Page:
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Facts: Wild Hog Invasion

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Tanya Manfrediz

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  • The pig is native to Europe and Asia, although it has spread with humans to every continent except Antarctica.

  • Wild pigs have one of the widest distributions of all land mammals.

  • The javelina, or collared peccary, is the only pig-like creature native to North America.

  • Female feral pigs and their piglets live in family groups, which are generally composed of around 6 individuals. These groups sometimes band together to form sounders, or massive groups of between 50 and 100 pigs.

  • Pigs are prolific breeders. They breed year-long in tropical regions, like humans. Females may reach sexual maturity as young as six months of age, and may produce two or more litters of 4-12 piglets every year.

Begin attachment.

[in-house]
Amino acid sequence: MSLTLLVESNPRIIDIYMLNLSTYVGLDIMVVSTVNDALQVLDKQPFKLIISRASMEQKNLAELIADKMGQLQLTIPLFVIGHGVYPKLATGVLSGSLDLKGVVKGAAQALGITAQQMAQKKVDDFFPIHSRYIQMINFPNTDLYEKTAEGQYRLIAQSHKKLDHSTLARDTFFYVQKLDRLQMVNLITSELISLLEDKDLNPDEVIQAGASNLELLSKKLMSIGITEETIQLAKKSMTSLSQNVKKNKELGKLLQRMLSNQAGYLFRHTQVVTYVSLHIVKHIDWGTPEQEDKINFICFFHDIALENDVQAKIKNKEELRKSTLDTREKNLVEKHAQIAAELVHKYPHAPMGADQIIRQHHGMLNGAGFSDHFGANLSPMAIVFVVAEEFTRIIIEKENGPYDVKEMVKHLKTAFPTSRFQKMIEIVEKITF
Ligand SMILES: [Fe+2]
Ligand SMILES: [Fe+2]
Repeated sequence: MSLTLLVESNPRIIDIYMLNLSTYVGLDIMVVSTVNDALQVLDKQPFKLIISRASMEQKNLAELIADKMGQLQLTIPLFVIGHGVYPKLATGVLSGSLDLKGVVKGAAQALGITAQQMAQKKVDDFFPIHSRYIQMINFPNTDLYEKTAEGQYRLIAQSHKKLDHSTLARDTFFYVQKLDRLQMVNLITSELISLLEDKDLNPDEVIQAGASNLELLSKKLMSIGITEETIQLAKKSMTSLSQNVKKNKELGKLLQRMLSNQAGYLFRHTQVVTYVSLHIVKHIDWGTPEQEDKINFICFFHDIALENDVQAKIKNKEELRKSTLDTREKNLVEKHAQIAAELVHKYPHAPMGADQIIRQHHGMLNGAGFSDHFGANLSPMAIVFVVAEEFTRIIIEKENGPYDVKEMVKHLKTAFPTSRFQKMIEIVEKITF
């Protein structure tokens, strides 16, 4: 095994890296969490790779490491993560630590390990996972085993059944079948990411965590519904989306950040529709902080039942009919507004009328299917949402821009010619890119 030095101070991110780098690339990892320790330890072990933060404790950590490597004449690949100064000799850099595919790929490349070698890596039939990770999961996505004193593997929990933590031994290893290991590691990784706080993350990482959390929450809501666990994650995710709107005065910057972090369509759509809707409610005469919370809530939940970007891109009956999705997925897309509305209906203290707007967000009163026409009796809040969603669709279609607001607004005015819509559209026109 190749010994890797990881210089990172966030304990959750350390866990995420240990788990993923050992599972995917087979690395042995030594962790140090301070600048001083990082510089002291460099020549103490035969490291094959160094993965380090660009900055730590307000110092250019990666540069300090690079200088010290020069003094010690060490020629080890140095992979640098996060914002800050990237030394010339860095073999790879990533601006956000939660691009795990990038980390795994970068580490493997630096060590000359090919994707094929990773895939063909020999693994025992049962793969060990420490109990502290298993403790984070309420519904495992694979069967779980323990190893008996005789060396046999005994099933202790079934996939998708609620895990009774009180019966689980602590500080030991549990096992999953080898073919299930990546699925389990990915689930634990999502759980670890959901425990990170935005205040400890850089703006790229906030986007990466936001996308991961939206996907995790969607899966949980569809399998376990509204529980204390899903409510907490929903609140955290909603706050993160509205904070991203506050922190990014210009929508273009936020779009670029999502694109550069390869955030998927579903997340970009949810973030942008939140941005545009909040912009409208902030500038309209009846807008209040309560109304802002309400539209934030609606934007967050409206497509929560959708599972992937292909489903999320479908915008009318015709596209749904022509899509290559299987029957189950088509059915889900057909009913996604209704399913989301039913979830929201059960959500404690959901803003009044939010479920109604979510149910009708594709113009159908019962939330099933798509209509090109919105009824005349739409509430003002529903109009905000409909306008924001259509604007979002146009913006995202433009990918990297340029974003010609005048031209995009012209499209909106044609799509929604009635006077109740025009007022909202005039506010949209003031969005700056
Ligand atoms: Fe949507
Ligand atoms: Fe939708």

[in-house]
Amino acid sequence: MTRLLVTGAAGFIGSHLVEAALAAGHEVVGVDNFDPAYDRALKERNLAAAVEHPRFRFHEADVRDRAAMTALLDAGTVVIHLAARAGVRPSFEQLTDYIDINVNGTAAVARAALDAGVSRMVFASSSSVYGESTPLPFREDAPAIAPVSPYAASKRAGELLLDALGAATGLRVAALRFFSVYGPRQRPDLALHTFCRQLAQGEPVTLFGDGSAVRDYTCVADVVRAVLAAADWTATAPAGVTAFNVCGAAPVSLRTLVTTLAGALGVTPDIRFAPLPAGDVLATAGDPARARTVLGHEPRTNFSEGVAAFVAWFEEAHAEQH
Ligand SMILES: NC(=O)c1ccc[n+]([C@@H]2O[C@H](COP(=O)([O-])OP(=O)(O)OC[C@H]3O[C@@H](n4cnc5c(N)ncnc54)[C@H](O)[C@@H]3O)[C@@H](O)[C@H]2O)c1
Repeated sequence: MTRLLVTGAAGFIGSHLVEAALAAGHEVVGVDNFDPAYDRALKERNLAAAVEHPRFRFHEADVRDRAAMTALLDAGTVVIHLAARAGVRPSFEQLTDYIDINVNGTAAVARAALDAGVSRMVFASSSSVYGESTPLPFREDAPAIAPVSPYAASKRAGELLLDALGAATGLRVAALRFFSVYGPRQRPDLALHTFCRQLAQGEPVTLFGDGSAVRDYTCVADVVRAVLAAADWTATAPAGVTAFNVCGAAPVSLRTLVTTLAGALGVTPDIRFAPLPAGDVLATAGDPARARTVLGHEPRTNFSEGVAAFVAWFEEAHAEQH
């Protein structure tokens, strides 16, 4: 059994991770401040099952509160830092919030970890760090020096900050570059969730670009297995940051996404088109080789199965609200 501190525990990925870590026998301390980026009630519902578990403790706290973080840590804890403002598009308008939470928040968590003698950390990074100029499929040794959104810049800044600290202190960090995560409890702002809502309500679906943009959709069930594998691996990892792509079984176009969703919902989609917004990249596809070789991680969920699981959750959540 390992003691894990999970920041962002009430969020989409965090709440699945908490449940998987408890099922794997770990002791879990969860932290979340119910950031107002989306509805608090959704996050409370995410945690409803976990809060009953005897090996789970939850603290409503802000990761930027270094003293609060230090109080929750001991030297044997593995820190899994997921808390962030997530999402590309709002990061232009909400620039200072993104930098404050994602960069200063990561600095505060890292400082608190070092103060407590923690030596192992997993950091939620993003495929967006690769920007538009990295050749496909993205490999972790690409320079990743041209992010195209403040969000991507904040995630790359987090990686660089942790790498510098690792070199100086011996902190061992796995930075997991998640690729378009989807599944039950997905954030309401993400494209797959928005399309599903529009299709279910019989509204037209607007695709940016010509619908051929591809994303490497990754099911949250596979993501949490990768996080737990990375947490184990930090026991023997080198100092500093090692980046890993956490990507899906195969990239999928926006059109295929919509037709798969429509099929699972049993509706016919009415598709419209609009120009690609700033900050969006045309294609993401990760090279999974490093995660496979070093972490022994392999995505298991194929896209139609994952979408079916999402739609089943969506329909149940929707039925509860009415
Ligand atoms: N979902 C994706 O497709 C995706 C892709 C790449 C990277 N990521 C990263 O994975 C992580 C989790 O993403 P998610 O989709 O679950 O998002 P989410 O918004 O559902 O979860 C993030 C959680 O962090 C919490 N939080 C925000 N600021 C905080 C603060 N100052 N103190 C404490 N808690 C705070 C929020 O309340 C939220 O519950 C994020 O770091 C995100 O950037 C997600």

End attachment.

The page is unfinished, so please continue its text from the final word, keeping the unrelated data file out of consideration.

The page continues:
• In the wild, boars have tusks that typically grow from 3-5 inches in length, although some can grow as large as nine inches in length.

  • Outside of their native habitat, pigs are one of the most destructive invasive species on the planet. Their rooting decimates endemic undergrowth and trees where they have been introduced. They also compete with local species and their wallows lower water quality.

  • Because of similar body and organ sizes, pigs have been used for heart valve transplants in humans.

  • Some wild hogs have been measured to be about 10 feet long.

  • When they are malnourished, sows have been known to eat their piglets.

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